You know, I never thought about it. I always casually stated, to people learning science, that all (most) substances behave like water, they have a solid, liquid, and a gas phase, all depending on temperature, and yes, as hard as it is to melt copper or table salt, it is possible to boil them -- as hard as that is to visualize. But how do they really do that, on the surface of the Earth? Never really thought about it. So one quick Google later:http://www.physicsforums.com/archive/index.php/t-63308.html
And here's some people pondering the boiling point of steel. Some of their conclusions are a little bit off -- as a solid solution, colligative properties should apply, and depress the boiling point -- but, anyway, there are, apparently theoretical physics calculations that will hive you the temperature. And I'm guessing, once you have a theoretical temperature to shoot for, you can get a tiny sample, in a refractory retort of some sort, and get it to that temperature ( in an inert atmosphere, most likely) and maybe detect the vapor by some photometric method.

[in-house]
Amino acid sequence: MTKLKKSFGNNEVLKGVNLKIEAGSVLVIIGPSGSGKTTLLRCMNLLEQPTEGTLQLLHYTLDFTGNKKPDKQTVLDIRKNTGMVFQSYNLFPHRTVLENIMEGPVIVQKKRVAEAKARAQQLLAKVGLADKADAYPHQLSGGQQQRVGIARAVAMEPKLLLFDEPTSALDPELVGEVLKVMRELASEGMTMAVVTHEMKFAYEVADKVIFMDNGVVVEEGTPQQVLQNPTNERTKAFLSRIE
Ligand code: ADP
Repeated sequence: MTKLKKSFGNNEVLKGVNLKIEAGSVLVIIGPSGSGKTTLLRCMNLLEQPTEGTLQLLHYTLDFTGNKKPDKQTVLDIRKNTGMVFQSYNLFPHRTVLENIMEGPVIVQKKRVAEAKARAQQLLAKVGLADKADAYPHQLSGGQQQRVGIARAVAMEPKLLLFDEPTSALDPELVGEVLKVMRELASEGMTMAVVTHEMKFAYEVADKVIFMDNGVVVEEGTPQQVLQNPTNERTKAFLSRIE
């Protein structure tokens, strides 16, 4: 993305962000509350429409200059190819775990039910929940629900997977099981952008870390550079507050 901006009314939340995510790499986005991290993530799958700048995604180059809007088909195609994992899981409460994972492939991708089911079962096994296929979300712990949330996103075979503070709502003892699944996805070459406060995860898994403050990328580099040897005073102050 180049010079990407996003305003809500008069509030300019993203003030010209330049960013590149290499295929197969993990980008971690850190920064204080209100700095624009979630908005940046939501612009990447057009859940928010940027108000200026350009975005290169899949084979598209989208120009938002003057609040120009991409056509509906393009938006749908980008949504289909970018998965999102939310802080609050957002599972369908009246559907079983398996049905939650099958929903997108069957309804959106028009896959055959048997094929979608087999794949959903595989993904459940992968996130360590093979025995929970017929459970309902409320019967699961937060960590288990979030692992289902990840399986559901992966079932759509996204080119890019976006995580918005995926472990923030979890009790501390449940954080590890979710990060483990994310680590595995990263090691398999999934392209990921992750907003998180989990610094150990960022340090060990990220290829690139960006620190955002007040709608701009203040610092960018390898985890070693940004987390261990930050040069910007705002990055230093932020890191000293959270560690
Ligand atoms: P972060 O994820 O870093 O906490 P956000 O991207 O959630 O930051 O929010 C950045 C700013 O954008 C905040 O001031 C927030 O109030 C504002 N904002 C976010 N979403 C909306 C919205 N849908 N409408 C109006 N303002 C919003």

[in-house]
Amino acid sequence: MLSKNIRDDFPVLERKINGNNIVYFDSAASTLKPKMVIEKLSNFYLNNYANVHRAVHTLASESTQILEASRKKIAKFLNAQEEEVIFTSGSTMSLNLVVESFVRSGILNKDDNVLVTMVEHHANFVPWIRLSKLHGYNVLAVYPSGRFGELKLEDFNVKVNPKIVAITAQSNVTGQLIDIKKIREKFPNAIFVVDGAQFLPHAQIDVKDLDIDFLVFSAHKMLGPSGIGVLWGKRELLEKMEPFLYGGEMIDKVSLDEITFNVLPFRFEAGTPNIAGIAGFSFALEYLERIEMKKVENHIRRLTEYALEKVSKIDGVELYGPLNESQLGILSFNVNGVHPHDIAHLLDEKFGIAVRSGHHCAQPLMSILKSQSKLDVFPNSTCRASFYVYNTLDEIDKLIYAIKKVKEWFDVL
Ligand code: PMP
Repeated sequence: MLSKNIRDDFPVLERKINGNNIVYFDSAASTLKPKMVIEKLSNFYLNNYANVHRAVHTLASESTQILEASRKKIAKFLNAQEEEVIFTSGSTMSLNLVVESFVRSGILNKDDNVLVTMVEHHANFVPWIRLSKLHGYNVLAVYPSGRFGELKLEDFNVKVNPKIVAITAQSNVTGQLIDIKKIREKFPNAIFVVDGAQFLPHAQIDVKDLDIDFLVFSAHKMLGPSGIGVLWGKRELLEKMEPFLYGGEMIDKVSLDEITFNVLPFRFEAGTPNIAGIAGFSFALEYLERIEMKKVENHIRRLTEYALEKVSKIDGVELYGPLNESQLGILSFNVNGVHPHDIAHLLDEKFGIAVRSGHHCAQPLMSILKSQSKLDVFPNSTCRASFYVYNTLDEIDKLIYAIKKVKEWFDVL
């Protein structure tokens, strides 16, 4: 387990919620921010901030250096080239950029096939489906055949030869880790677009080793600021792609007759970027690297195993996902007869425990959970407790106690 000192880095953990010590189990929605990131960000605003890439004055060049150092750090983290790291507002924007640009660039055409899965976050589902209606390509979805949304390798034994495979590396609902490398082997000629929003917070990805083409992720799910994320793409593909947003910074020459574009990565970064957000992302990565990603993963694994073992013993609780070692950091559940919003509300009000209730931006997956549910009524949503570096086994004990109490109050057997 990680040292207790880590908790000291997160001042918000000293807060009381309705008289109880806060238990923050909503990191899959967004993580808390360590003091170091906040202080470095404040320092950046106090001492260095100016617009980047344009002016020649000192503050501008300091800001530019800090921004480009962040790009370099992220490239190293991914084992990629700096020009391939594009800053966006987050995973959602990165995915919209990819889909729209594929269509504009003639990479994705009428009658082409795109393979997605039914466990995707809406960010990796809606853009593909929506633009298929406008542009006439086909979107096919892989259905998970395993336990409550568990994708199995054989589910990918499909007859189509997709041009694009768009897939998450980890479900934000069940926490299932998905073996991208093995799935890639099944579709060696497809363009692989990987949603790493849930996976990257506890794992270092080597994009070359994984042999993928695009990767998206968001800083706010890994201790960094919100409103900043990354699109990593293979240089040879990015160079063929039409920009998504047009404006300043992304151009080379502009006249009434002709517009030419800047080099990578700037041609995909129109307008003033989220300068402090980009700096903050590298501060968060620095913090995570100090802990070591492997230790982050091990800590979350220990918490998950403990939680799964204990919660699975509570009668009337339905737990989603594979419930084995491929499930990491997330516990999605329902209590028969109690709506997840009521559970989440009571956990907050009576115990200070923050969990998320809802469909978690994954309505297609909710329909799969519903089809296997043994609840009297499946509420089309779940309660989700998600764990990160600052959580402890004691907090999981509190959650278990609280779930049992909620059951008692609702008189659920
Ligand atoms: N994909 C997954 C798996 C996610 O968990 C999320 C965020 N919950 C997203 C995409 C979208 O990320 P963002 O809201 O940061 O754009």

But yeah, as poetic as it sounds, a bubbling, boiling pot of liquid copper, yeah, I don't think anyone's seen that. And if someone on these boards has, well, just substitute tungsten, or tantalum, if necessicary,